It's a stretch to blame the Cespedes trade for the fact that each of those pitchers has gotten worse since the calendar flipped to August; Kazmir's fall has been the most precipitous, as his ERA is 6.05 since then. As a whole, though, the Athletics' staff hasn’t suffered much. Its ERA through the end of July was 3.19, which was fourth overall. Since the beginning of August, it is 3.30, which ranks seventh.

Much of the credit goes to Lester, who has quietly been in the midst of one of the best runs of his career even as so much else has seemed to have fallen apart for the A's. With Oakland, Lester is 6-4 with a 2.35 ERA in 76 2/3 innings. Lester, the ace of last year's champion Red Sox, is playoff tested, and he will climb the hill for Tuesday's Wild-Card Game against the Royals. The A's went 2-5 against Kansas City this year, but both wins were delivered by Lester.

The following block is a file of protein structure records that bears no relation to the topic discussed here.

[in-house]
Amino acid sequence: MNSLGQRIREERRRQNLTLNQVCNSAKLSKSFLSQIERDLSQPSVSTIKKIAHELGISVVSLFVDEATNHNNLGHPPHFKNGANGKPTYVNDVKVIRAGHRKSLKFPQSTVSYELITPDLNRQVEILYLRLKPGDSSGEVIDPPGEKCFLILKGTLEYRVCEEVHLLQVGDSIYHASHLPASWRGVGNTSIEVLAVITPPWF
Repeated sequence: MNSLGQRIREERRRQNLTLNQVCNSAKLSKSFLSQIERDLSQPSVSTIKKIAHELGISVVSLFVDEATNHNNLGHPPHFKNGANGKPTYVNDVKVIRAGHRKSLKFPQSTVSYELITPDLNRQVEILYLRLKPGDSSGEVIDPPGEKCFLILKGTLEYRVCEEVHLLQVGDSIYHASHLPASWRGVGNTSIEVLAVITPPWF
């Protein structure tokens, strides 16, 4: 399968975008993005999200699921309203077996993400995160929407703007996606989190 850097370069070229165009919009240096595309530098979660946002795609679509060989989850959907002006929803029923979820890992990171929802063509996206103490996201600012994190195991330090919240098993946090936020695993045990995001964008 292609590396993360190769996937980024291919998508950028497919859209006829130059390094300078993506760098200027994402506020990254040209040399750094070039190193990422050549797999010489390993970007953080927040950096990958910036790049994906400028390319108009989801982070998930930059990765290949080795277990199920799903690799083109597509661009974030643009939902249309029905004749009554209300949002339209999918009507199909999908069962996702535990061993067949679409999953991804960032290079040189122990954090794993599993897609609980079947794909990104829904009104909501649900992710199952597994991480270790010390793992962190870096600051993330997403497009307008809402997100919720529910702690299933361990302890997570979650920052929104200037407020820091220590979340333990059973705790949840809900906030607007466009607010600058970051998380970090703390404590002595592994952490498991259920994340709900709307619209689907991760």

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If the A's make it through Kansas City, they'll still have a genuine No. 1 to start Game 1 of the ALDS in Samardzija, who pitched to a 3.14 ERA in 111 2/3 innings with Oakland (his overall season record is surely the cruelest 7-13 ever recorded, as his ERA was 2.99). He'll likely be followed by Gray and Kazmir, both of whom were excellent in their final regular-season starts, at least. Kazmir allowed one run in seven innings against the Rangers on Friday. Gray shut out Texas in Sunday's postseason clincher.